Crude Oil rise to a 6-week high yesterday with Futures prices hitting a high of $98.60 per barrel. However, the peak was made during early European session (pre US open hours) and prices actually traded lower when the US market opened. Prices did recover a significant chunk of losses post New York noon, but even with bullish inventory numbers coming out from American Petroleum Institute during late US session, prices still did not manage to climb back above $98.6 by the time US stopped trading.
To be sure, API inventory numbers is actually rather bullish, reporting that crude inventories have fallen by 7.5 million barrels last week versus an expected 3 million barrels – showing a higher than expected implied demand for crude. But price merely jumped slightly more than 20 cents when the news were released at 4.30pm EST (5.30 SGT), suggesting that market isn’t really as bullish as we think it is.
Hence, it is no surprise to see prices currently heading lower right now during Asian session today, rebounding lower as bulls failed to break Channel Top. This opens up Channel Bottom as a viable bearish target with 97.7 likely to provide interim support. Stochastic indicator agrees with Stoch curve currently heading lower. A proper bearish cycle signal is not yet formed, but a bearish signal will most likely be available when price breaches below the soft support zone between 98.1 – 98.2.
Daily Chart also favor bearish objectives moving forward as bulls will be facing strong resistance in the form of 61.8% Fib retracement which is confluence with the swing high back on 29th Oct. Stochastic readings also suggest that current bullish momentum is Overbought, favoring a pullback moving forward and reducing the likelihood of prices breaking the 61.8% level. Nonetheless, if 61.8% is broken, 50% will open up as a viable bullish target but the ability to break that level will be even lower as it is close to the 103.0 round figure support turned resistance – not to mention that Stochastic readings will be extremely Overbought should that happen.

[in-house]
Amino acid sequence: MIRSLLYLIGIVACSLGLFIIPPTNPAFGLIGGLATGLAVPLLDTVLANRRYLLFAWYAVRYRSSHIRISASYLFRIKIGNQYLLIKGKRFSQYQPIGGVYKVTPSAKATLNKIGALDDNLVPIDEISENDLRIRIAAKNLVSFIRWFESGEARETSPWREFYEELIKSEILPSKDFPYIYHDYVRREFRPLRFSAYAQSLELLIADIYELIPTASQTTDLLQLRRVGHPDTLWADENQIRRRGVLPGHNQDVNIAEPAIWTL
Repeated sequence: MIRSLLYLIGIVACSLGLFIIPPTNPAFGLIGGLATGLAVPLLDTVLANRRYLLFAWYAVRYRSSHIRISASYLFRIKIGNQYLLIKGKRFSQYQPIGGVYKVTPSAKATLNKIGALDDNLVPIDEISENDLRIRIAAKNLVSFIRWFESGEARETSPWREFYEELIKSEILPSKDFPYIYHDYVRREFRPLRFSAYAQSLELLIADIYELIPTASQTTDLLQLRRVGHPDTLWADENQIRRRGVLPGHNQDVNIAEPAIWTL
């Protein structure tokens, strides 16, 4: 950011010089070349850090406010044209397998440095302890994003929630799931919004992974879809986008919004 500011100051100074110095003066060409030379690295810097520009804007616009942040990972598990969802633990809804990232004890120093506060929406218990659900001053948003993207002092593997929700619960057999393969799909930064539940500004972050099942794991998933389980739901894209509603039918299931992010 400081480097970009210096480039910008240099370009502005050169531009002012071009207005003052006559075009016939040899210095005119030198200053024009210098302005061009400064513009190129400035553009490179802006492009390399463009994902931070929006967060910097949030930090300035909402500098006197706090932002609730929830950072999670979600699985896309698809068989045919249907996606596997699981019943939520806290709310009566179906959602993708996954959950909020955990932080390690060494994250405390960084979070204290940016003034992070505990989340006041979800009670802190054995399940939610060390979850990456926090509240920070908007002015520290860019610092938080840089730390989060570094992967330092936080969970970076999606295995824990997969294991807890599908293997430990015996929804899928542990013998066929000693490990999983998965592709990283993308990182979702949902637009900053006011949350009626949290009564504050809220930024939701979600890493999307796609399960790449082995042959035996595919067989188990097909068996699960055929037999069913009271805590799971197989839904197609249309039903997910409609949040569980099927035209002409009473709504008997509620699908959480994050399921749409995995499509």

Fundamentally, global demand for crude is still decreasing as the global economy recovery is not as strong as we thought it would be in early 2013. The demand has fallen so much that OPEC has reduced crude production in November to the lowest level in more than 2 years in order to keep prices afloat. On the other hand, US is still pumping at record levels and production is expected to rise all the way to 2015. Hence, it is difficult to see WTI prices rising in the long-term, and the decline in inventory in the past 2 weeks may simply be outliers and not representative of the demand/supply dynamics. Furthermore it should be noted that the official numbers from US Energy Information Administration last week was lower than the API counterpart, and the same may happen this week too. Right now the expectations have been upgraded from the original -3 million to API’s version of -7.5 million, hence if EIA’s numbers reflect a lower decline, we could see bears coming early and drive prices lower even without tagging the 61.8% Fib.